Allows you to reuse the built in Gatling feeders to view the records of a file. This new method was necessary because of the introduction of batched feeders – previous the ‘records’ field of RecordSeqFeederBuilder was public and could be called, but this is no longer the case.

An example of using the new readRecords method:

val records: Seq[Map[String, Any]] = csv("myFile.csv").readRecords

Note that each readRecords call will read the underlying source (e.g. parsing the CSV file) – if the file is large this could cause performance degradation in your Gatling system.

Console Stats Summary Print Interval is now Configurable

Previously when running a Gatling test, the console would update every 5 seconds with the test summary. This is now configurable by editing the ‘gatling.conf‘ file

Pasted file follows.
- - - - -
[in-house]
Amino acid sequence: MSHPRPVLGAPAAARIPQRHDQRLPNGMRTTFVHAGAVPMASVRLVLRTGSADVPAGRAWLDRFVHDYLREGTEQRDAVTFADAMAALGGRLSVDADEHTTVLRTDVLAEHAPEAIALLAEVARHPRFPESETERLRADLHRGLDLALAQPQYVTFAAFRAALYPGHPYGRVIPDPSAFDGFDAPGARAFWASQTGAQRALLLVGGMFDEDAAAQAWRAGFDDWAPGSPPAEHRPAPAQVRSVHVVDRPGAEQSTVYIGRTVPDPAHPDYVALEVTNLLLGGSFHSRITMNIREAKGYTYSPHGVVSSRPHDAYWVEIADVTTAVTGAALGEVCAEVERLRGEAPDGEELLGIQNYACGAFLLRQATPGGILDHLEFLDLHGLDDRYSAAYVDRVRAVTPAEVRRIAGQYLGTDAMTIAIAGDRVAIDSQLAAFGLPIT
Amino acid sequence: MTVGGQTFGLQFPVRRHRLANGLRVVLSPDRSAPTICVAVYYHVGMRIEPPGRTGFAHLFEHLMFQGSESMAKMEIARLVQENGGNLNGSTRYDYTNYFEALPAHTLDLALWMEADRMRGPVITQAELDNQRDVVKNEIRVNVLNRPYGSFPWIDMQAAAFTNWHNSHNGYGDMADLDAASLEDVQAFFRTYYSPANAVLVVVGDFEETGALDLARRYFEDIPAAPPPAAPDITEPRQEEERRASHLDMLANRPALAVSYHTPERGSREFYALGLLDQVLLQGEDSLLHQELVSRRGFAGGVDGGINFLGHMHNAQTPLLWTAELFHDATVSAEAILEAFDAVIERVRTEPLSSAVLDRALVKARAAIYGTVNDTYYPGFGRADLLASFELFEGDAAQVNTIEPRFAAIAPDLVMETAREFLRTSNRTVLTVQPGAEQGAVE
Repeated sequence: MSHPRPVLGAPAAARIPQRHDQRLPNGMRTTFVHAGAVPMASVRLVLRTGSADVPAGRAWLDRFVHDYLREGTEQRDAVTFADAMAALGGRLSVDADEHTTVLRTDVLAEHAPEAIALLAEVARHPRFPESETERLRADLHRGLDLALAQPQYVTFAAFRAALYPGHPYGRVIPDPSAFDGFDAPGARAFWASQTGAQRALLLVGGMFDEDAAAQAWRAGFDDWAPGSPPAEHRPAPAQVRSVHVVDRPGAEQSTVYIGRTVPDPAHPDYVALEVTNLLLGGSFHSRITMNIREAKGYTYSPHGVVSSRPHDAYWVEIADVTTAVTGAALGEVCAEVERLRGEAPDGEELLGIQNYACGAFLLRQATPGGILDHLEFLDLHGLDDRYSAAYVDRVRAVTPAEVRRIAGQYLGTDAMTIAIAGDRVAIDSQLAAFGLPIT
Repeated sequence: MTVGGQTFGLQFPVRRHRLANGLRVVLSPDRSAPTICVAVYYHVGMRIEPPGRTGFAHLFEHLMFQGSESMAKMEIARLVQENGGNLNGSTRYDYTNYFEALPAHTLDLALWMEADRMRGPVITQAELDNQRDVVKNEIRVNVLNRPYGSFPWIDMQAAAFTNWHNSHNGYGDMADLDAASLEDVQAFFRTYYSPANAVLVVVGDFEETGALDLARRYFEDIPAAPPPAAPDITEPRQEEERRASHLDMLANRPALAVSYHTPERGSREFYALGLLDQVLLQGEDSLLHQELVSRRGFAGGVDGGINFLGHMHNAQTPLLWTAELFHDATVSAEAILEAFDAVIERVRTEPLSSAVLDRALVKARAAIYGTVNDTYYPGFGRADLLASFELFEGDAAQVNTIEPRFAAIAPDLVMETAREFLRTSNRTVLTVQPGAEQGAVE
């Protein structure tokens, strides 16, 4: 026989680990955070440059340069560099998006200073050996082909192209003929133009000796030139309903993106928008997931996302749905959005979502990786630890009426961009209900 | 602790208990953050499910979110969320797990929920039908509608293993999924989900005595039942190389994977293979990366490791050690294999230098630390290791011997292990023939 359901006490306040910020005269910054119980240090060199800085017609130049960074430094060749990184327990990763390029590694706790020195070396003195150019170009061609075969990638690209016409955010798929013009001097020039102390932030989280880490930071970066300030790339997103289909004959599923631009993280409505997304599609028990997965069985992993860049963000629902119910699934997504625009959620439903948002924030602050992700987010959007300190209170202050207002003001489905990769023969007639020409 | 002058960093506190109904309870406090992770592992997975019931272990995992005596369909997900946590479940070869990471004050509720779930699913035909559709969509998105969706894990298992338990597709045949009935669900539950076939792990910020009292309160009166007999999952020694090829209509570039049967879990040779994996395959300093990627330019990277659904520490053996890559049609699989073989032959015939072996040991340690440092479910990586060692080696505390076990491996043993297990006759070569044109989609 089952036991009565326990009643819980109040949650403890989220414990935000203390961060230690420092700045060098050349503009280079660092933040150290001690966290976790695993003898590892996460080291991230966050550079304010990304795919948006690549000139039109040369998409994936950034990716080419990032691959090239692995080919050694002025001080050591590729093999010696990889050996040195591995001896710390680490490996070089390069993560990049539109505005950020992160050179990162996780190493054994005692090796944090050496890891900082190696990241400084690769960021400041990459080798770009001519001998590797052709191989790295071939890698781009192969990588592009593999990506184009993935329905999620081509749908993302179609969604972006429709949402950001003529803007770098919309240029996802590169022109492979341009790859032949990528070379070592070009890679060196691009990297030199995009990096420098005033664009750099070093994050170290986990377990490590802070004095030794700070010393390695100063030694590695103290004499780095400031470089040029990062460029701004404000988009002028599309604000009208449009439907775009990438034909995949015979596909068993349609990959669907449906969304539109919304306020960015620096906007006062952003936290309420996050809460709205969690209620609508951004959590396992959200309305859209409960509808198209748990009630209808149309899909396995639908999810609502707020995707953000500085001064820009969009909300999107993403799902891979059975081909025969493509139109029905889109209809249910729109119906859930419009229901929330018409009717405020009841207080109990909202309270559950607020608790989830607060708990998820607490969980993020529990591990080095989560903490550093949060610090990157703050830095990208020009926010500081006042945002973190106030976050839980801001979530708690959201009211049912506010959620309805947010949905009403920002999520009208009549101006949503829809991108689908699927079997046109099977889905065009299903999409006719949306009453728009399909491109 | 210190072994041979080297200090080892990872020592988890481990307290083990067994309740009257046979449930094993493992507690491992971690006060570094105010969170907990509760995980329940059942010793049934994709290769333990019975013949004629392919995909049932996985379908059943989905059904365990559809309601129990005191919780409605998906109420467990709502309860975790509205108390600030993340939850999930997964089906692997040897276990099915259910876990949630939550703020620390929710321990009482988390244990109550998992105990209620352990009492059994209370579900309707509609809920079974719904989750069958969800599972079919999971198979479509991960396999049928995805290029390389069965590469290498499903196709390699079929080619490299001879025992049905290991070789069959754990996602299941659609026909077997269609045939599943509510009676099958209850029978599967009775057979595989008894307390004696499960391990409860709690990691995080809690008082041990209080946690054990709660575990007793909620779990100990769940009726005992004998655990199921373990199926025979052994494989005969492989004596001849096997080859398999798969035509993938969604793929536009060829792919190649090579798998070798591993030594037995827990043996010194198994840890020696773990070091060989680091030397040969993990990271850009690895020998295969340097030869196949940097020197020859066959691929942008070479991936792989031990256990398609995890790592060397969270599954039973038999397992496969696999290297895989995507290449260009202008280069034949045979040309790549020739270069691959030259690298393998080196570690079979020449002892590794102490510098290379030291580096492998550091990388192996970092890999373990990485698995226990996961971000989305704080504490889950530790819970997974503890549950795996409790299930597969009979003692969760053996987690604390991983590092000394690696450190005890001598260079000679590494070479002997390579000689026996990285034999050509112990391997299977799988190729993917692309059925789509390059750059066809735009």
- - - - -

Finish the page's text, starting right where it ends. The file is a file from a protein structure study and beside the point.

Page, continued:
Replace splitUsers load injection method with incrementUsersPerSec and incrementConcurrentUsers

Previously the splitUsers method was used to design capacity tests with different levels of load. These new methods allow you to more clearly define what each level will look like

Open workload example using incrementUsersPerSec:

incrementUsersPerSec(numberOfUsersPerSec: Double)
.times(nbOfSteps: Int)
.eachLevelLasting(duration: Duration)
.startingFrom(usersPerSec: Double)
.separatedByRampsLasting(duration: Duration)

Closed workload example using incrementConcurrentUsers:

incrementConcurrentUsers(users: Int)
.times(nbOfSteps: Int)
.eachLevelLasting(duration: Duration)
.startingFrom(users: Int)
.separatedByRampsLasting(duration: Duration)

– Read more about Meta DSL in Gatling here.

Gatling HTTP New Features